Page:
Nfld. & Labrador

N.L. credit rating holds its own, but Nalcor debt troubles bond rating agencies

The latest numbers are in from Moody's and Standard & Poor’s about Newfoundland and Labrador’s fiscal situation.

Nalcor's Muskrat Falls folly now responsible for over one-third of provincial debt

Finance Minister Tom Osborne says Muskrat Falls spending is now under control. (Nalcor Energy)

The latest reviews are in from credit rating agencies about Newfoundland and Labrador's fiscal situation.

According to Finance Minister Tom Osborne, the province has maintained its credit rating from last year.

"Standard & Poor's have indicated that it's an A long-term and A1 in the short term with stable outlook, and Moody's have continued with an AA3 with a negative outlook in the short term," Osborne told CBC Radio's St. John's Morning Show.

This means the province is capable of meeting its financial commitments, but is vulnerable to a negative downturn in the numbers.

Osborne said both bond rating agencies have shown that the Newfoundland and Labrador government is performing well by their standards, but there's one smudge on the province's otherwise clean report: Muskrat Falls.

"Prior to Muskrat Falls being sanctioned, Nalcor's direct and indirect debt on this province was zero. In fact, they had money in the bank," he said.

Finance Minister Tom Osborne says Newfoundland and Labrador is about to turn the corner on financial woes. (Jonny Hodder/CBC)

"As a result of Muskrat Falls, they're responsible for 35.6 per cent of the province's direct and indirect debt.… Moody's have clearly indicated that the downward pressure on the rating is Nalcor."

Things could have been worse again with the Muskrat Falls project. Osborne said Stan Marshall brought stability to the hydroelectric project when he was brought in to replace former CEO Ed Martin.

"[Marshal] has taken a project that was grossly mismanaged and brought stability to that project, a project that was grossly over budget, and stabilized the budget on that project," Osborne said.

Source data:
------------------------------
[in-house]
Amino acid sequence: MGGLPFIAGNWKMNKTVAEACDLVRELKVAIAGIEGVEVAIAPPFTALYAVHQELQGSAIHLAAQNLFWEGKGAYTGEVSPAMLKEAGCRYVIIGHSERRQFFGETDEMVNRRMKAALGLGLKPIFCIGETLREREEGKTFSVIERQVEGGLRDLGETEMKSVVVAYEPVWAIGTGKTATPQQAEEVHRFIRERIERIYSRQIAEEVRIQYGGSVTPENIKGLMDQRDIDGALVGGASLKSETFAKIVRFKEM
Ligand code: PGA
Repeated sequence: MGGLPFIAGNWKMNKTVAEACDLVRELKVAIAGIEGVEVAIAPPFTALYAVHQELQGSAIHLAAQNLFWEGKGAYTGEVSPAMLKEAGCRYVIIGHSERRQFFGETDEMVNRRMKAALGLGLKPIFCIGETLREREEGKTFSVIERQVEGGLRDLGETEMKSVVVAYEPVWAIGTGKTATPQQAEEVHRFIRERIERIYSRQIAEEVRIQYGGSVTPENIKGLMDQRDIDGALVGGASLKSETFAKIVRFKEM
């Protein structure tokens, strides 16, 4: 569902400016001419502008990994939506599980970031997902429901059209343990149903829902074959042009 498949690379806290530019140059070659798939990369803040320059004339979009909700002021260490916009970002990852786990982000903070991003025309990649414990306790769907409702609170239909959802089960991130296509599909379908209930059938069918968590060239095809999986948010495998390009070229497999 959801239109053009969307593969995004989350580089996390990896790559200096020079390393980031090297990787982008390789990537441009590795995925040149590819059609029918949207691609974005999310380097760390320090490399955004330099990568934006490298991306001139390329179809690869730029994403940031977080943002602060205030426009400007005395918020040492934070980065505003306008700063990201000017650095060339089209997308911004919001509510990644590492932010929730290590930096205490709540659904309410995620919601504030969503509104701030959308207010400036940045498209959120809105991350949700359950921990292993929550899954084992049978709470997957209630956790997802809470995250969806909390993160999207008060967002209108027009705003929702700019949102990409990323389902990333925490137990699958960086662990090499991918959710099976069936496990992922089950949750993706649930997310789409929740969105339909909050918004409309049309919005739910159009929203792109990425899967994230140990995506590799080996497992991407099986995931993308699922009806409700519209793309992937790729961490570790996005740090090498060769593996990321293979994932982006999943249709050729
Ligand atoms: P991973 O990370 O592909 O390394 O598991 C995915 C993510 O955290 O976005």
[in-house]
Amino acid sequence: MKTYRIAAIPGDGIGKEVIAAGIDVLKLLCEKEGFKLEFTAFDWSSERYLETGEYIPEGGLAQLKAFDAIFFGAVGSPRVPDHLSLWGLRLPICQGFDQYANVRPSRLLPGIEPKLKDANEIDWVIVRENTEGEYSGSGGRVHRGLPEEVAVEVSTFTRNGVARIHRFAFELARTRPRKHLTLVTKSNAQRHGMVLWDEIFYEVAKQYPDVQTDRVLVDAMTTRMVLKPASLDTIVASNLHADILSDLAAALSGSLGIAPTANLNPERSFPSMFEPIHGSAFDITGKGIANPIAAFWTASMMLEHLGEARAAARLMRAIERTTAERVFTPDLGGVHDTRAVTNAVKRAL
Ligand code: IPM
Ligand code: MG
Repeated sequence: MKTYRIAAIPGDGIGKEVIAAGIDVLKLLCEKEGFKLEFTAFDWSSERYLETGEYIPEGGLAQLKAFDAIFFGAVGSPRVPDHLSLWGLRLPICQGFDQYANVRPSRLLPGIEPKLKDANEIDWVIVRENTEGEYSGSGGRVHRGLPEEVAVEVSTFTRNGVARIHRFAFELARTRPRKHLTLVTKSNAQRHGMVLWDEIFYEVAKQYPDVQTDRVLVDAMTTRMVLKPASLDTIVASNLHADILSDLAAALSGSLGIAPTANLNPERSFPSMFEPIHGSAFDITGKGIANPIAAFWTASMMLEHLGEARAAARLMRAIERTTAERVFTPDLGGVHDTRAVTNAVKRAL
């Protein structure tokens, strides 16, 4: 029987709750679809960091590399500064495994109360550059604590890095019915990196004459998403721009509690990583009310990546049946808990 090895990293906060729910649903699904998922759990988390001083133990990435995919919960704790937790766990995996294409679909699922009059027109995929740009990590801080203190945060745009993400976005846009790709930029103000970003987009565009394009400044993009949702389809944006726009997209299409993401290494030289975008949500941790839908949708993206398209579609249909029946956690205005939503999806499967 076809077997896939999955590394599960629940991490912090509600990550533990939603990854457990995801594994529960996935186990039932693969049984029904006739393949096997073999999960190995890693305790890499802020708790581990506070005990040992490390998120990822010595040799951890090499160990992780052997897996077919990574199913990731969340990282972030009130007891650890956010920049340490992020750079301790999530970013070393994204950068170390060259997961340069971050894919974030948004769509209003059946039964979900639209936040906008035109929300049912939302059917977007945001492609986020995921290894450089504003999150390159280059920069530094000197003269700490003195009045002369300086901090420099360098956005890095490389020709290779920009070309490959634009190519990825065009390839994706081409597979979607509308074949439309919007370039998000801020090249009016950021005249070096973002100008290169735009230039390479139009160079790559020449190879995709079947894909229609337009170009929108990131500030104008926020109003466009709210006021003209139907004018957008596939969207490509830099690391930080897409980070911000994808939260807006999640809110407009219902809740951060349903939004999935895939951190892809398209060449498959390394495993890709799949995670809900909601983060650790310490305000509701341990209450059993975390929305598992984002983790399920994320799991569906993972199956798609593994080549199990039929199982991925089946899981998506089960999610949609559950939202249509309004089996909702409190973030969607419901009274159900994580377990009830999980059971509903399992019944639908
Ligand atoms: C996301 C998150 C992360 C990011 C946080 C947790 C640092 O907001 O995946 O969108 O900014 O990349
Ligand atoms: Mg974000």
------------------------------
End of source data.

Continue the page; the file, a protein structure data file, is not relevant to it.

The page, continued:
The province was supposed to only invest only half of what it eventually did, receive a full return in eight years, stabilize rates and make billions in profit.

"We know none of those things are accurate at this particular stage. But we have the project, we will manage it to the best of our ability and we will get beyond that," said Osborne.

Province nearly collapsed

Despite the current fiscal situation under the Liberals, Newfoundland and Labrador was in far worse shape before the last provincial election, according to Osborne.

So bad, said Osborne, that the premier ordered an emergency release of treasury bills to raise money — otherwise the province would not have been able to make payroll.

"It's unbelievable. It's inconceivable to think that a province in Canada would not be able to make payroll," Osborne said.

"But that was the case in December of 2015 … So yes, we inherited a fiscal mess, but we're dealing with the cards we've been dealt. I think we're doing a great job of dealing with that."

Osborne noted the provincial deficit is showing signs of shrinking.

"We've reduced the deficit by $2 billion, to less than $700 million this year, and it'll come in lower than that if oil stays above what we projected.

"The dire fiscal situation the province was in is fresh in people's memories, but things are continuously getting better. Every budget it gets better."

Read more articles from CBC Newfoundland and Labrador

With files from the St. John's Morning Show

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